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G_S
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Think about MIT's Scratch. It's a nice graphical environment for children. It's like LOGO: http://scratch.mit.edu/

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Reverend Jim
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I started scripting around the year 2000. I had been a professional programmer for around 25 years. None of my code required a user interface and the ability to inspect/modify code at three in the morning was critical so vbScript filled the bill. It was free and required no special IDE. Had I known about Python at the time I might have used it instead of vbScript. Using Python as implemented today I could have cut my programming time in half and my consumption of antacids by even more.

However, that was because my apps required no GUI. Developing apps in Python requiring a GUI is painful in the extreme. Using wxPython, everything must be done by hand and little of it is intuitive. Developing a GUI in VB.net on the other hand is almost trivial in comparison.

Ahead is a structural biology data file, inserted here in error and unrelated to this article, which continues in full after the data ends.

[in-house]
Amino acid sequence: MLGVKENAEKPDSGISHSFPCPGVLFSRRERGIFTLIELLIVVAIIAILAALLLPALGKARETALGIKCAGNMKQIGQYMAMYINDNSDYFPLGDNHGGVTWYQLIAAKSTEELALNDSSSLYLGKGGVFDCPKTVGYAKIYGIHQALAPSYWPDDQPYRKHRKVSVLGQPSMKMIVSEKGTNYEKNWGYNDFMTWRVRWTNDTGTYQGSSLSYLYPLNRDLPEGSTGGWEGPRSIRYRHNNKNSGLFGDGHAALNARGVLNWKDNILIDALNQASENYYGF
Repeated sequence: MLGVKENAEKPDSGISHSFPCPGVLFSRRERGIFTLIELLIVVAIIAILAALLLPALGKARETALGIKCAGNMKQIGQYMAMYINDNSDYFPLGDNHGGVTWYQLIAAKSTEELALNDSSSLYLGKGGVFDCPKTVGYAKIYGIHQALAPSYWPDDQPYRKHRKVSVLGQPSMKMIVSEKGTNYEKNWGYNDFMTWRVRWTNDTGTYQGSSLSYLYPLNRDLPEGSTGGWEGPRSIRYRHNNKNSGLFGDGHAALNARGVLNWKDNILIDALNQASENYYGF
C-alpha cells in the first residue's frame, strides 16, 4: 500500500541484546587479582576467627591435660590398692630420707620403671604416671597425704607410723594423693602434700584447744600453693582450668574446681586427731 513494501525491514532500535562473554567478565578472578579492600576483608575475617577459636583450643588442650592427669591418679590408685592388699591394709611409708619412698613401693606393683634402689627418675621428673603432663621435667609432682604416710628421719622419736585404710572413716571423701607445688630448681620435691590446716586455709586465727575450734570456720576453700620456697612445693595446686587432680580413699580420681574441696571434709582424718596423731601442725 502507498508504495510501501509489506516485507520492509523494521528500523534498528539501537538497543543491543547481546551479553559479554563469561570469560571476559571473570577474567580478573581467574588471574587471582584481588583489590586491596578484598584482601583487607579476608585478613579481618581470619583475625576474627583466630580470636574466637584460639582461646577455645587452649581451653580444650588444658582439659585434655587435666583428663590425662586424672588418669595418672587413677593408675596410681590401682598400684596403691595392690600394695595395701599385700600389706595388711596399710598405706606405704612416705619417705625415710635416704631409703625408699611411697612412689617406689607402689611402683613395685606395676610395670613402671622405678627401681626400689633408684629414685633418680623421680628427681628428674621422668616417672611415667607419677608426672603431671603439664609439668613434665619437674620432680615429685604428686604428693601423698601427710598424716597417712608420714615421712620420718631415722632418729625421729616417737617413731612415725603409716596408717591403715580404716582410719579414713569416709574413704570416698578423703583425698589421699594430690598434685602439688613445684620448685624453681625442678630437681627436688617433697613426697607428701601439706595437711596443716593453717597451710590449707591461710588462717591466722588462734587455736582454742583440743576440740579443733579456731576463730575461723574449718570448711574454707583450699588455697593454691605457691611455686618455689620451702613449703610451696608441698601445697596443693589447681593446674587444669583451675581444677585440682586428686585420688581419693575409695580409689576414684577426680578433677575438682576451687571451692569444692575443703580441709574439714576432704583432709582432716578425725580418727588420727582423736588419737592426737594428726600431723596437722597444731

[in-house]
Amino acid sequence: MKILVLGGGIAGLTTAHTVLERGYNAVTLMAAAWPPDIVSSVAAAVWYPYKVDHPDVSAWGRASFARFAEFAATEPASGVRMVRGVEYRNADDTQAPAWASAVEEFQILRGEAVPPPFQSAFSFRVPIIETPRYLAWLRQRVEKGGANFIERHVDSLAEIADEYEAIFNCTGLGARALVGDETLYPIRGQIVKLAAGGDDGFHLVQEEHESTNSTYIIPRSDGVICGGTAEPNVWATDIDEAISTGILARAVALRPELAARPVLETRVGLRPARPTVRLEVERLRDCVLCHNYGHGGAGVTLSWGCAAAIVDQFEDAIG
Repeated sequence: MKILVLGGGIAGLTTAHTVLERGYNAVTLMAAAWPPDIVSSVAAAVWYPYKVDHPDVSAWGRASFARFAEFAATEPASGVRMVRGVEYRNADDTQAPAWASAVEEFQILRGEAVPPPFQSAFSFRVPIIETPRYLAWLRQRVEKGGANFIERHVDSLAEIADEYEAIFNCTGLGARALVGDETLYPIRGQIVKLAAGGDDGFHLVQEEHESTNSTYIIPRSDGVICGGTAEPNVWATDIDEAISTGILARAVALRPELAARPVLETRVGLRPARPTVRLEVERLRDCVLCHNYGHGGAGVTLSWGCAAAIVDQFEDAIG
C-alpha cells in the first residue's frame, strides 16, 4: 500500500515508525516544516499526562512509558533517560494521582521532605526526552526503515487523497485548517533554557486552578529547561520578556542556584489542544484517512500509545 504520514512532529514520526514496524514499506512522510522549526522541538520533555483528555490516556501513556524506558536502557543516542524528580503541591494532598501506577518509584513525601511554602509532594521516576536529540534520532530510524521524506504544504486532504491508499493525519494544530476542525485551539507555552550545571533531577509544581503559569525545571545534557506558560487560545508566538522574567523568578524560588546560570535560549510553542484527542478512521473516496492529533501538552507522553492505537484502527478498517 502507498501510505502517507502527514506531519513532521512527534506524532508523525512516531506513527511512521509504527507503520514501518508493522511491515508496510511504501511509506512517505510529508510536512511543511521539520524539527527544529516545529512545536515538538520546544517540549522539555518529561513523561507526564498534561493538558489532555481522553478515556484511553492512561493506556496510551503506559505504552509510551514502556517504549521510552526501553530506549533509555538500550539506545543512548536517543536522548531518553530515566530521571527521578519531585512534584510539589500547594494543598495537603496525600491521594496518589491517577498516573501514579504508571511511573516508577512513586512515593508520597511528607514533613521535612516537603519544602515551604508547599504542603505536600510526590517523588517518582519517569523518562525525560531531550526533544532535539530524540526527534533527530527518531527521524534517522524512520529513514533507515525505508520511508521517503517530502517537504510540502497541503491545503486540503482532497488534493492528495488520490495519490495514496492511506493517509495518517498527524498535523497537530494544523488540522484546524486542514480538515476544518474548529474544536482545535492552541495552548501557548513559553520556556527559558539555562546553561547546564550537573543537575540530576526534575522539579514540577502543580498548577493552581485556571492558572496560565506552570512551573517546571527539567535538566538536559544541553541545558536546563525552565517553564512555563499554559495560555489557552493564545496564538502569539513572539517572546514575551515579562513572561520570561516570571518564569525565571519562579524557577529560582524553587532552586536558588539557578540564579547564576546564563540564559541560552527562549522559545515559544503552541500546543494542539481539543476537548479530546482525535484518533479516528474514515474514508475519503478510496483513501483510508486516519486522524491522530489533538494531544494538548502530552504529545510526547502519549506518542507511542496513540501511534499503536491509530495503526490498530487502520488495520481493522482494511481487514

Based on my experience, Python is an outstanding first language and it maintains its appeal even to veteran programmers. But if your goal is to develop any kind of serious GUI, be prepared to invest a lot of time in learning details which you should not have to be concerned about.

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~s.o.s~
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Based on my experience, Python is an outstanding first language and it maintains its appeal even to veteran programmers. But if your goal is to develop any kind of serious GUI, be prepared to invest a lot of time in learning details which you should not have to be concerned about.

A conclusion I don't agree with. IMO you are not comparing languages but the tooling support. There isn't anything inherent in VB.NET or Python as a language which makes one superior over the other when it comes to developing UI's. It's just that the tooling support for VB.NET is excelllent (Visual Studio) which makes it a breeze to create UI's. If you want to experience something similar with Python, take a look at Nokia's Qt (with QtCreator) and the corresponding Python bindings (PyQt and Pyside). Sure, the experience might not be the same as Visual Studio but is pretty decent when compared to creating UI's by hand.